Headquartered in London, Exact Editions was founded in the first wave of digital magazine apps that appeared circa 2005. The company was an early pioneer in its goal to deliver digital magazines exactly as they appeared in print, but not as PDF files which were the default setting at the time.
The company also took the view that digital magazines should include all available back issues as part of a searchable archive, allowing publishers to monetise their back catalogue, which in many cases spanned decades. Exact Editions’ tech platform soon came to the attention of various institutions and libraries, not least because back issues are often used in academic research. Fast forward to 2018 and Exact Editions is now a world leader in archiving digital publications for both publishers and institutions.
WNIP caught up with Exact Editions’ Ellie Burnage and the company’s Co-Founder, Adam Hodgkin, to gain deeper insights into their technology and to discover how magazine publishers can monetise their digital archives.
What business problem is your company addressing?
The digital institutional market for consumer and professional periodicals and magazines has been surprisingly neglected. As it happens, many consumer magazines are quite widely stocked by university libraries; but they are not widely used in their paper versions. We solve that problem for the library and the campus by providing a clean and simple digital site-license solution.
For the magazine publisher we solve a distribution problem that cannot be tackled by a publisher working on its own – libraries will expect support, software and cataloguing data that needs market expertise. Institutions expect a level of service and integration that only a platform solution like ours can deliver.
What is your core product addressing this problem?
One of the key features of our solution is that each magazine retains its own identity and is sold on its own account at a price that is determined in consultation with the publisher. Pricing is per magazine and per institution and this is another key point. The University of Vienna (with over 100,000 registered users) will be prepared to, and is expected to, pay more for its subscription than a small art college or music school.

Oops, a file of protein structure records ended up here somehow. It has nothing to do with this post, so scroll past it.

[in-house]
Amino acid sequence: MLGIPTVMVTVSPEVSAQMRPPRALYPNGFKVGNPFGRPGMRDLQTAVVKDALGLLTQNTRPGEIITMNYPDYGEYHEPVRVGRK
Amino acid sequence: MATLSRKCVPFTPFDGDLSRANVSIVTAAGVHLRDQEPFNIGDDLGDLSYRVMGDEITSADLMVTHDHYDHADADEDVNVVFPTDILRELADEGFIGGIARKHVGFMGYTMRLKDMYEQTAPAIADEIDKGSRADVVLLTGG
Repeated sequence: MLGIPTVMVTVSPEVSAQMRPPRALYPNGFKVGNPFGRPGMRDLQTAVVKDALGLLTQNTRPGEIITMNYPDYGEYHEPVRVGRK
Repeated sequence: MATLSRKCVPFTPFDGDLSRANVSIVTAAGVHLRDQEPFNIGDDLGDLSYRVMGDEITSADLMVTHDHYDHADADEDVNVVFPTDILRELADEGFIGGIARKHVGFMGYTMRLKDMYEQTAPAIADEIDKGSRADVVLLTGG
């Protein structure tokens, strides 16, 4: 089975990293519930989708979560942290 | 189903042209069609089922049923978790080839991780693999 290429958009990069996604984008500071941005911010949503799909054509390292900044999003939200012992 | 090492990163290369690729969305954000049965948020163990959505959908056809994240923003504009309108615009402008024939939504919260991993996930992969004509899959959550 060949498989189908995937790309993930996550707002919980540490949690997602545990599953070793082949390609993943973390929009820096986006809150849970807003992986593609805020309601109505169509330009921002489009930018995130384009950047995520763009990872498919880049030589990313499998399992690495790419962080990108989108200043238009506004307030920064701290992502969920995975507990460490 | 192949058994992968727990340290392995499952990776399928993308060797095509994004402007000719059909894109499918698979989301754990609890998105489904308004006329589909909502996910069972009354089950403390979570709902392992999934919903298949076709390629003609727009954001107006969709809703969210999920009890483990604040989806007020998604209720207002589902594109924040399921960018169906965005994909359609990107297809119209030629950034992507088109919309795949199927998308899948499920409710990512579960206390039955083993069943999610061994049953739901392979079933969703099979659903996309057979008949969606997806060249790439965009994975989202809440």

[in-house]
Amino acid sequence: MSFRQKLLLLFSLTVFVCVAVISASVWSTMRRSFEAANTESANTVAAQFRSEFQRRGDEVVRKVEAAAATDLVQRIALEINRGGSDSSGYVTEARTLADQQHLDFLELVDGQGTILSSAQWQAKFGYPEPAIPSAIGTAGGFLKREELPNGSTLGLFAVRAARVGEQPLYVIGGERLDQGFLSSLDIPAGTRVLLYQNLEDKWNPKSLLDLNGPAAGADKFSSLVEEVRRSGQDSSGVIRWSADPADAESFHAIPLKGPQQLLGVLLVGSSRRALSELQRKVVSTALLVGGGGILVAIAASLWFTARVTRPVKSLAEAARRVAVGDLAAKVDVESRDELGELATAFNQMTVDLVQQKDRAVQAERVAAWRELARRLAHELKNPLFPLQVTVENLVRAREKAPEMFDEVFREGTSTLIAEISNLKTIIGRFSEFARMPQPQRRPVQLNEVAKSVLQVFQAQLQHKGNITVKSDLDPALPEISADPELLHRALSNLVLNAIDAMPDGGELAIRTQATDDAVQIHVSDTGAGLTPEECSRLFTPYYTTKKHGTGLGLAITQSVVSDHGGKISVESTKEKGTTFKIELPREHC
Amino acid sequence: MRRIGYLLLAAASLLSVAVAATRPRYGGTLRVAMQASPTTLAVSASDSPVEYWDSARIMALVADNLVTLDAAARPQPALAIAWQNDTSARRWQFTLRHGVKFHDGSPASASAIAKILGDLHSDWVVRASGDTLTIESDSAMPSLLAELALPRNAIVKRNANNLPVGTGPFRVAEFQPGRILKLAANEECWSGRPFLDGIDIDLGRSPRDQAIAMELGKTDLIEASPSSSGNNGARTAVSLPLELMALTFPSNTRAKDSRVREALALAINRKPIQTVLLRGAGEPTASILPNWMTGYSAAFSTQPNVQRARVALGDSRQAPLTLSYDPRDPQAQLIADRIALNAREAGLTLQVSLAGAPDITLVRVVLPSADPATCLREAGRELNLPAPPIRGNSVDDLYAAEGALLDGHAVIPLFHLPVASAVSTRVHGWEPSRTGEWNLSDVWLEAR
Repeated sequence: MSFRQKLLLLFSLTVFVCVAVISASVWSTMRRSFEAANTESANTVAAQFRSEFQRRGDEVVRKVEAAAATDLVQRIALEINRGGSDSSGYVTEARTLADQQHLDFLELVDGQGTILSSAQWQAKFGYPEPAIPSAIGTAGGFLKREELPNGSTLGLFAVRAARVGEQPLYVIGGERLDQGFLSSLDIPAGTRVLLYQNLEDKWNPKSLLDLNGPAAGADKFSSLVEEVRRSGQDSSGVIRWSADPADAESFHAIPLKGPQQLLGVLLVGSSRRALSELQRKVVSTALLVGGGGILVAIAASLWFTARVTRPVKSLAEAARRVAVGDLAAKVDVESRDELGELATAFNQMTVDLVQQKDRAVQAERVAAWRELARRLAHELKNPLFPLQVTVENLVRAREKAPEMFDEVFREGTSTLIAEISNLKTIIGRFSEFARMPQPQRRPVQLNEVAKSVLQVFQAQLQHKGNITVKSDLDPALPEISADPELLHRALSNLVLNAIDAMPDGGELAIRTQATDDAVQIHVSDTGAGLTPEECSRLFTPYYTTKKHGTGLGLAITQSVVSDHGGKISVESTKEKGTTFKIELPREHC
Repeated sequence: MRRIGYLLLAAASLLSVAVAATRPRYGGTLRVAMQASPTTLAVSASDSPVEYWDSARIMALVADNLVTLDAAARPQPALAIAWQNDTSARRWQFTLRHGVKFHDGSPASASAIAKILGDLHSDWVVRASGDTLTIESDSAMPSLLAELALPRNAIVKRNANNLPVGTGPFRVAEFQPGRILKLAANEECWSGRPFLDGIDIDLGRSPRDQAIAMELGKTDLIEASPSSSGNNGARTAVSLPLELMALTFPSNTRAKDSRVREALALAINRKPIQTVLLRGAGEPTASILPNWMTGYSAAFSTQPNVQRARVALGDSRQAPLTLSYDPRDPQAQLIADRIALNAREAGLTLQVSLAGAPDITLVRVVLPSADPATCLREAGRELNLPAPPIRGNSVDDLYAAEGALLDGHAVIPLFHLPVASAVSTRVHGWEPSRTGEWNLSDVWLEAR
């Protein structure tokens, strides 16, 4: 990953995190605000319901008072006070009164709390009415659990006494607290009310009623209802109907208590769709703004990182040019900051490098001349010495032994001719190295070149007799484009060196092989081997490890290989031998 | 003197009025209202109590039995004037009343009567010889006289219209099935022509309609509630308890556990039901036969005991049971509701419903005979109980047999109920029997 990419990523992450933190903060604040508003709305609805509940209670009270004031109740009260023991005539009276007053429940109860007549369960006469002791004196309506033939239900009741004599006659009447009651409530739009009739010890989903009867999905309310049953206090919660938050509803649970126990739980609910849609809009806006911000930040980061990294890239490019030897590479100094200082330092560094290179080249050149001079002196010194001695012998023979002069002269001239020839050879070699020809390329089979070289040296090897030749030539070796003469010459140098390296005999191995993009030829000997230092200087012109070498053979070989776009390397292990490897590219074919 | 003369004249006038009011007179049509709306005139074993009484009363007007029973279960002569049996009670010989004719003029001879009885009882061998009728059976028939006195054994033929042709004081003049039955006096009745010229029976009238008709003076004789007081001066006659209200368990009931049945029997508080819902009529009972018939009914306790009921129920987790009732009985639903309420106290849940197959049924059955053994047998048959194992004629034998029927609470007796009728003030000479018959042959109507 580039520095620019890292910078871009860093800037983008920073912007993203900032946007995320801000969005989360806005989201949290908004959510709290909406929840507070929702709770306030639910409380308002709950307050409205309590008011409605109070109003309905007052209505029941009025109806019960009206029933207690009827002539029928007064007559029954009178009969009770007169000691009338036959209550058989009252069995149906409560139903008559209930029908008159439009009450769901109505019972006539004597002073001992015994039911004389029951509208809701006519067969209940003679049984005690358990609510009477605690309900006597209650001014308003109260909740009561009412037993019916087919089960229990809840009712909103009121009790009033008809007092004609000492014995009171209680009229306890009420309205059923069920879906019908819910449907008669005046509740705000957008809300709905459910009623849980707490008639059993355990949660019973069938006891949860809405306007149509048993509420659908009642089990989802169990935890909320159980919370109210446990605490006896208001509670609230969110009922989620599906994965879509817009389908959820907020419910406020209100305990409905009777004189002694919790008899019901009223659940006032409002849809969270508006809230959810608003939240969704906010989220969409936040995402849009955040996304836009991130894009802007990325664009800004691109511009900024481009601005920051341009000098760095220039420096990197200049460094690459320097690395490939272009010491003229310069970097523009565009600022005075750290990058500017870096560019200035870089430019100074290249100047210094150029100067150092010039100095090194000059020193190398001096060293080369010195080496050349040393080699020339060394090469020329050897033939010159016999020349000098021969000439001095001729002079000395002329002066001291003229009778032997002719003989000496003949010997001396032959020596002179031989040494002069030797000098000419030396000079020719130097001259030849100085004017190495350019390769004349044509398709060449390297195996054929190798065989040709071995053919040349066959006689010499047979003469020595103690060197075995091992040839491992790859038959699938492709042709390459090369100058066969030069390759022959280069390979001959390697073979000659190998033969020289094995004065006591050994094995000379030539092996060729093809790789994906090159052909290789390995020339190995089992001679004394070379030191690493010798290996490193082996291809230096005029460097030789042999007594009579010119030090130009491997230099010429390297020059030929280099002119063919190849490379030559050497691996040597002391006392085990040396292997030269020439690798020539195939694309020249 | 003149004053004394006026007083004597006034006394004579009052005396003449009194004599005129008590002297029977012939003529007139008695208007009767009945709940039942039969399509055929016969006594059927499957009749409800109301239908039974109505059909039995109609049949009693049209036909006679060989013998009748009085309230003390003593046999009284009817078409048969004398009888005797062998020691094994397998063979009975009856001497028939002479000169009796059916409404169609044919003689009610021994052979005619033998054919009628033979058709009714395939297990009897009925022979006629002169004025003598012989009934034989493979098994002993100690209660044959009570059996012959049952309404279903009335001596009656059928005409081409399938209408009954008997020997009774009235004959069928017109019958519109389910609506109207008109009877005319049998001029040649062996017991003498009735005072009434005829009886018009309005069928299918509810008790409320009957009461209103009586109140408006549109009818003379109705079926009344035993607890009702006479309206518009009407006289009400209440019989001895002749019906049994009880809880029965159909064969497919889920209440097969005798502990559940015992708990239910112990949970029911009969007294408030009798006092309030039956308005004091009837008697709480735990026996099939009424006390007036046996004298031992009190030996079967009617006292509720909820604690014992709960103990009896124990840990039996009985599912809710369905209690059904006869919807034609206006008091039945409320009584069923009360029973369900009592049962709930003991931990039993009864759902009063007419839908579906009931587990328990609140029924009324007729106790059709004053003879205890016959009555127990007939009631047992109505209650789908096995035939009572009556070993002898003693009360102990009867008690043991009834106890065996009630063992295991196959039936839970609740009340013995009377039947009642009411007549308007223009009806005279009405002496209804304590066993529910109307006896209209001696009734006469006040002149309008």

Furthermore, a high profile magazine that is published weekly will be priced higher than a poetry magazine that comes out twice a year. We use a matrix with 9 pricing levels for magazines, and four ‘sizes’ of institution. This matrix sets prices that can be as low as $150 per year up to $5,000 per year.
How does your platform work?
Digital libraries require, or at least prefer, that their resources are licensed for the whole institution. We handle this by recognising all of the IP addresses on their network. This guarantees that all users on the campus have unlimited access for the term of the subscription. The Exact Editions platform is an ‘access’ or ‘streaming’ solution, which means that the resource is only available and usable for the term of the subscription. We also enable ‘off-campus’ access by the standard protocols that libraries use for this. Finally, we ensure that subscriptions can be easily renewed, and this is key for the publishers because the rate of renewals is so high.
What are other people doing in the space and why?
Very few of the platforms that sell digital magazines offer any kind of license deal to libraries, although Zinio has been in this space with a slightly different licensing approach (per seat, or per simultaneous user) for public libraries in North America. Some of the biggest library suppliers offer very large bundles of magazine archives – but these solutions tend not to offer current or recent issues to the licensee.
This is a global market opportunity and 75% of our institutional sales are ex-UK, with roughly 50% by value coming from North America.
For the publisher, the main cost is a commission for which Exact Editions will manage all delivery, sales, support and maintenance issues as well as the promotion and marketing of the resource to the libraries. Our standard commission is 40% (i.e. 60% to the publisher). The publisher will also pay an annual account fee of $250 per magazine as well as extra charges for a large archive contributing to our databasing costs and scanning costs, if necessary. These are one-off development charges and depend on the size of the archive.
How do you view the future?
We think the future for digital institutional sales of magazines (professional and consumer) is much larger than most magazine professionals realise. Few magazine publishers recognise that their magazine might command an annual subscription of $2,000 or $3,000 from a single institution. Catching a share of this market is a unique opportunity for any magazine.
Some of the magazines we host are now earning more than half their digital revenues from institutional licensing.
Any magazine that has £20,000/$30,000 or more of digital subscription sales to individuals will have a reasonable potential market in institutions. Any magazine publisher who wants to assess the potential for digital licensing to institutions should review their print distribution list – if more than 100 copies are going to university or library addresses, then the magazine has potential.
The second test would be to enter the title of the magazine in the Worldcat database and review how many libraries have holdings of the magazine in print. If this totals over 100, then this is at the very least interesting; if over 500, then a good opportunity awaits. As an example, the New Statesman appears in over 1600 libraries in the WorldCat database.
Thank you, we look forward to catching up in due course.